applications to be better tested on a PC. The emulator mimics the
operation of a real S60 device so accurately that applications can be
developed even before the required S60 device is available.
The S60 emulator allows you to switch between concurrently running
native and Java applications (see Figure 5.4), change the device settings as
you would on a real device, use the native S60 browser, insert contacts to
the native contacts database, manipulate files on the emulator file system,
and much more. This is a powerful feature that cannot be matched by a
generic emulator: it is as close as possible to a real S60 device.
Figure 5.4 Using the Task Manager to switch between applications
5.3.1 Running MIDlets on the S60 Emulator
When you launch the MIDlet from NetBeans, the progress dialog in
Figure 5.5 appears. If there is more than one MIDlet in your suite, you are
asked to choose one of them (see Figure 5.6). The S60 emulator starts an
application called DebugAgent whose role is to manage debug sessions.
The DebugAgent display shows the launch progress (see Figure 5.7) until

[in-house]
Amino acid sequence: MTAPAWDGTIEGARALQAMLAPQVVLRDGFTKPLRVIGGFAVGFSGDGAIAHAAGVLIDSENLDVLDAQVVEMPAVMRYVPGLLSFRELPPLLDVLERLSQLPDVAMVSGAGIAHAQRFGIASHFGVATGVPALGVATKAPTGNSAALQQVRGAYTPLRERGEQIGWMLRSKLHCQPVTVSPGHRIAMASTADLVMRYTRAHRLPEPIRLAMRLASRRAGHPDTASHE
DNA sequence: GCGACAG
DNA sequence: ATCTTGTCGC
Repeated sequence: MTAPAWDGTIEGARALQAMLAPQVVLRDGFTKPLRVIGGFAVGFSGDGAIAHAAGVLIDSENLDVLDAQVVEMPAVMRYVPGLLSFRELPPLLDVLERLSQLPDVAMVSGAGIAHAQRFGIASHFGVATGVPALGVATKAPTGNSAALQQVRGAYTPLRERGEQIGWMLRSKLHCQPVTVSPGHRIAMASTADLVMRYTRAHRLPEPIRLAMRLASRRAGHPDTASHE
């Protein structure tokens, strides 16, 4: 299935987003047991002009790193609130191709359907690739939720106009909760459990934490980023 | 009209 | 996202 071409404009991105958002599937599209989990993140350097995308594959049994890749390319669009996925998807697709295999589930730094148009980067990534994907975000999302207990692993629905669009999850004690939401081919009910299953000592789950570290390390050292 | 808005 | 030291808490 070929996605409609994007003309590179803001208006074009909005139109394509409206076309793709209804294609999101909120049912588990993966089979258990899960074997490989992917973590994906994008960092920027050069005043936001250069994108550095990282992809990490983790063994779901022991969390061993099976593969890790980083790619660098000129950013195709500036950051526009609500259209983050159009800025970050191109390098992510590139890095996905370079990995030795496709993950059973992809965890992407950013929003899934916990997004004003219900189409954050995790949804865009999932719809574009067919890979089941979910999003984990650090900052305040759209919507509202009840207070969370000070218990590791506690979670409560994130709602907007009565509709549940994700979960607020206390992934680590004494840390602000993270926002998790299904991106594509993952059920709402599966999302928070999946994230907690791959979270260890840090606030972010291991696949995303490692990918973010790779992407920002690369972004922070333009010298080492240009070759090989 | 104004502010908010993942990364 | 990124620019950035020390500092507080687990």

the MIDlet becomes active and is sent to the foreground.
In order to speed up the development cycle, you can keep the emulator
running throughout your development session; you do not need to restart
the emulator for every debug session. The first time you launch an
application from NetBeans, the emulator starts the Java DebugAgent
running to handle the installation and lifecycle of debugged MIDlets.
After terminating the debug session, you can leave the emulator running
and the DebugAgent waiting for the next MIDlet launch. Rebuild the
debugged application from the IDE and re-launch the application in the
emulator. To stop the execution of your application without closing the
S60 emulator, press Abort on the progress dialog.